OBITUARY: Colin Lay a man of many gifts
As Edmonton’s music community remembers the great work of sound engineer Colin Lay, who died at home Monday at the age of 59 after a long battle with ALS, some of his “hidden” talents are coming to light.
Musicians who knew him only as the unassuming recording arts instructor at Grant MacEwan University might have been surprised that he held a Master of Arts degree from Oxford University – in physics. Those who worked closely with him certainly knew he was also an accomplished musician, but maybe not to what extent. In recent years Lay took his turn on the other side of the glass as a recording artist, as a classical guitarist, flautist and – big surprise – a singer. His third and fourth albums he’d been working on will be released this year – and very few people knew he already had two records out.
“I knew he could play, but he was a shy player,” says longtime friend and associate Stewart MacDougall, original keyboard player for k.d. lang and the Reclines and later the Great Western Orchestra. “I knew he had a serious musical education. The first time he came into my house he sat down and played Fur Elise – not the part you usually hear, but the more difficult second movement. He was a better piano player than I was.”
MacDougall met Lay for the first time at Beta Sound Recorders, where Lay was subbing in for the regular engineer on a day the Great Western Orchestra was in. He’d asked MacDougall if he might be allowed to mix the song they’d just recorded – “And when we heard his mix compared to the rest of the stuff, we had him remix the entire album,” MacDougall says. “He became our guy after that. We couldn’t do a gig without him.”
You’re likely to hear similar praise from people who’ve played the Edmonton Folk Music Festival, where Lay ran the monitors for many years. Producer Terry Wickham offers a testimonial from Natalie Merchant. He recalls, “After she played her set, she said she wanted to meet with me – and that’s not usually a good sign. So with some trepidation I go to see her and she says, ‘In all the years of touring with this band and any band, that was, bar none, the best sound we ever had live’ – and of course that was Colin’s mix. That’s a tribute to the professionalism of the man. You always knew you were going to be covered with him there.”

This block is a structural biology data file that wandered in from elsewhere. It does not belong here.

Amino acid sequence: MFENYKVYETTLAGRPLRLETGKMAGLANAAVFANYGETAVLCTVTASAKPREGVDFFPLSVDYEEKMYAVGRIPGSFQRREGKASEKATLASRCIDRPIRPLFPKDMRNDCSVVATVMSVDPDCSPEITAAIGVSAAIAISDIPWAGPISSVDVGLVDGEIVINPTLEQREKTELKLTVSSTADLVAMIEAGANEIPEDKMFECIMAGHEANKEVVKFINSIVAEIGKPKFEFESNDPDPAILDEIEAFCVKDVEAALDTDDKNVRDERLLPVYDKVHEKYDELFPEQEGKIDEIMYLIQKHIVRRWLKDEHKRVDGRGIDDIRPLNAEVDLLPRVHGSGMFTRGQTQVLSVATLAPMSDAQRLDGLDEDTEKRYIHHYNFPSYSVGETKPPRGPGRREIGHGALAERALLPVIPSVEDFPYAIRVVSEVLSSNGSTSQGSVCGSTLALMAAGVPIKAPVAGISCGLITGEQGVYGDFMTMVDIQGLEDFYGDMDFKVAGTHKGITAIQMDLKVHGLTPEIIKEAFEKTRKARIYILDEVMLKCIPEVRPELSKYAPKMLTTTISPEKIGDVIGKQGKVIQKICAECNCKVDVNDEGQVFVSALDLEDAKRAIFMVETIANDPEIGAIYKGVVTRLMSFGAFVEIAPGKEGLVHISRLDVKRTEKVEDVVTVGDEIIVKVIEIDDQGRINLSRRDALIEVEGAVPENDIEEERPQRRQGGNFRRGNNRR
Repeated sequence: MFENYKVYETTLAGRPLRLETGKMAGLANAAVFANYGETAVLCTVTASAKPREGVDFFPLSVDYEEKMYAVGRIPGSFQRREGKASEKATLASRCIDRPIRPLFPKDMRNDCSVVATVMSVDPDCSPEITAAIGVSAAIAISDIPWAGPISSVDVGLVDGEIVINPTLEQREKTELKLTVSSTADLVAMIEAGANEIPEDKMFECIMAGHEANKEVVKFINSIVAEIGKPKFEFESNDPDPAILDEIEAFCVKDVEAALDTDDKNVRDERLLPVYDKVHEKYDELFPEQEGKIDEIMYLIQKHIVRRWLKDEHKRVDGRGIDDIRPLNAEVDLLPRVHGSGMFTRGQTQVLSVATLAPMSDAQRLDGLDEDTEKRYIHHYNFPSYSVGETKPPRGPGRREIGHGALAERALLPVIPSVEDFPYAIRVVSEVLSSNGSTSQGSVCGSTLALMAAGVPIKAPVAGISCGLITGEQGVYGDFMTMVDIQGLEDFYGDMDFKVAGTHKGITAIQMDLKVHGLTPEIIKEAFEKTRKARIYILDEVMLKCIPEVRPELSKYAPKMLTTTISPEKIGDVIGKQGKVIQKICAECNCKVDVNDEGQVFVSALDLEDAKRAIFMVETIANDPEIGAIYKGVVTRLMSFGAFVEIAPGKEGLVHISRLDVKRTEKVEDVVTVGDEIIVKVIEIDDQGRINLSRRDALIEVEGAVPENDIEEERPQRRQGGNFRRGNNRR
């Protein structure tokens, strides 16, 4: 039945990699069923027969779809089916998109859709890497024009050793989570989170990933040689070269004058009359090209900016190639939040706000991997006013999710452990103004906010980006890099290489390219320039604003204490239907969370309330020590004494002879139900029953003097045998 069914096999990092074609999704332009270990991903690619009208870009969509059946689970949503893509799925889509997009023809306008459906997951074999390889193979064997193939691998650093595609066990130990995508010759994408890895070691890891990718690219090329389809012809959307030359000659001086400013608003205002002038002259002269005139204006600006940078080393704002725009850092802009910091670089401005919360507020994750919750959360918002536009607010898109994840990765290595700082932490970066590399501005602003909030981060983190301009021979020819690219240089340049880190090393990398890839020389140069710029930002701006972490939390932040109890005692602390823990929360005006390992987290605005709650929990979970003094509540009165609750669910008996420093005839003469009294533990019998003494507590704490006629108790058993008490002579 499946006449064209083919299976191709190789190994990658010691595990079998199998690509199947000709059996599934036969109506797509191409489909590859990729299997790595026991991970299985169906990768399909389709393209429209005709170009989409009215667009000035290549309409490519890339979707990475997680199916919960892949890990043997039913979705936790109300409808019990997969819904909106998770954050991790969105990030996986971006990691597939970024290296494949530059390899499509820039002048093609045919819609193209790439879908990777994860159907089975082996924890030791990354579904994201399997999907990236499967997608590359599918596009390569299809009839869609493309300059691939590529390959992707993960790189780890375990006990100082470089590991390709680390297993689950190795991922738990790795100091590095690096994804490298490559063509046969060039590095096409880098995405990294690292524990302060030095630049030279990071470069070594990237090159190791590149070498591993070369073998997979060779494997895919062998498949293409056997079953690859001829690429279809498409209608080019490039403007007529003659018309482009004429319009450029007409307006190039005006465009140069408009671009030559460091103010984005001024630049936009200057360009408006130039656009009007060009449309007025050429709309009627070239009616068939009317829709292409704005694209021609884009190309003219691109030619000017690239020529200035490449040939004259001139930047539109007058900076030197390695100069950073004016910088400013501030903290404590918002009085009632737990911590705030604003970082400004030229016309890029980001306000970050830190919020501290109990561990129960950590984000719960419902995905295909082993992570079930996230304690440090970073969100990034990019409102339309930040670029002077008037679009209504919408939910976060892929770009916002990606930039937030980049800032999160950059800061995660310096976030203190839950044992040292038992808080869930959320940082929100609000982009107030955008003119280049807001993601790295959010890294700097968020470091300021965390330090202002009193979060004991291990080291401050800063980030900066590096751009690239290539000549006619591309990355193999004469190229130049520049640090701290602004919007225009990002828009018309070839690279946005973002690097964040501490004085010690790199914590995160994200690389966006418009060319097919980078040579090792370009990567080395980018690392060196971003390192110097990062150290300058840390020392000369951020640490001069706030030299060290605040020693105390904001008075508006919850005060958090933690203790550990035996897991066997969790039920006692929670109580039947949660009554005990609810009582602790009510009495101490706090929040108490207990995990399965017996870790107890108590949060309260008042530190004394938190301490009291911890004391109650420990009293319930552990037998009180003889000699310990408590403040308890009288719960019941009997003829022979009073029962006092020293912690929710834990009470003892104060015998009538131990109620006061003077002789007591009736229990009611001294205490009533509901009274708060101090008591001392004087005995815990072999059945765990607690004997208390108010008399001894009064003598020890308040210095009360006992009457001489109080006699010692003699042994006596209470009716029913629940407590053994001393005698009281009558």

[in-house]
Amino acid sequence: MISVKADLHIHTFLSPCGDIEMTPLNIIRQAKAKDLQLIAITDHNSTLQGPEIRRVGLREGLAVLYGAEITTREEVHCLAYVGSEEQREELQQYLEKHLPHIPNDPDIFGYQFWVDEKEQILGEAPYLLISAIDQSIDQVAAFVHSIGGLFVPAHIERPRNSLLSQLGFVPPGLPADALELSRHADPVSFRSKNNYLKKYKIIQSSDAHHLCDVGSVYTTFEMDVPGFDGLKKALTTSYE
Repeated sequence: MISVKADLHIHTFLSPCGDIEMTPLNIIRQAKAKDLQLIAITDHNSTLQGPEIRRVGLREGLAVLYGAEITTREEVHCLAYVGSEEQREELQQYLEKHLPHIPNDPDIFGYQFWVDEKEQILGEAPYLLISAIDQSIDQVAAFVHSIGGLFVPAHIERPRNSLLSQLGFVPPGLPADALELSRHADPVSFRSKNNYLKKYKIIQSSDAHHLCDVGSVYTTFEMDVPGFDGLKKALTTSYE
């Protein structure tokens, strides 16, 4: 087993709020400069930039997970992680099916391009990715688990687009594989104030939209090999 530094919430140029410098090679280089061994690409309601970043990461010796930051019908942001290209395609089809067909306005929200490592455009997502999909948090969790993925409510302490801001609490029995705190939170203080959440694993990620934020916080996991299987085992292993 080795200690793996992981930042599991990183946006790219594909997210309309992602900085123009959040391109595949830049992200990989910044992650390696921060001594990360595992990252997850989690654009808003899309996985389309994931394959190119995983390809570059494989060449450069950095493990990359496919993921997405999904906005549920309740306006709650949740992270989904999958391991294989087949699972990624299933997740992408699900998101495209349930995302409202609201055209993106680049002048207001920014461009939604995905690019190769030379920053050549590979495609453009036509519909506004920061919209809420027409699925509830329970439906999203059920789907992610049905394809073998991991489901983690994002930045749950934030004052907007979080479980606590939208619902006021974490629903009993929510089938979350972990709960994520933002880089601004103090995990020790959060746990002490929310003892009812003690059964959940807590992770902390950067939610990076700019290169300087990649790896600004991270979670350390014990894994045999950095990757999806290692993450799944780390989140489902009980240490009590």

The long list of Edmonton artists Lay recorded date back to 1983 and include Maria Dunn, Bill Bourne, Captain Tractor and Amos Garrett. The latter earned the British-born engineer a Juno award in 1989. From his start in at Elephant Studios in London, England, to chief engineer at Goede Productions in Edmonton, Lay took the position as head of the recording arts program at MacEwan in 1988. He was once put on a short list to be hired as the head of the same program at the famed Berklee College of Music in Boston (the job went to an American applicant).
MacEwan music program chair Bob Gilligan credits Lay for “developing the recording program as it currently exists,” and in designing a new studio that will be used when all of MacEwan’s arts programs move downtown sometime in 2015. Turns out Lay was also a computer whiz who mastered digital recording techniques long before they became industry standard. Says Gilligan, “He was the person in our program who was the recording guru in all ways, shapes and forms.”
While Lay was well aware of the line that exists between “engineer” and “producer” – the Hollywood equivalents would be probably “cinematographer” and “director” – he more commonly took a role above and beyond the call of duty, MacDougall says.
“He had a beautiful way of encouraging everyone to do their best, and he was open to all kinds of music. He’d say that everyone has something to offer. He had musician’s ears. I think that’s where he was most comfortable. I remember when he started working on his own projects, being the one recording his own performances – it was a year or two before he started getting symptoms of ALS – and he said to me, ‘I don’t know how you guys do this!’” MacDougall chuckles, “I was glad to see that something was finally difficult for him.”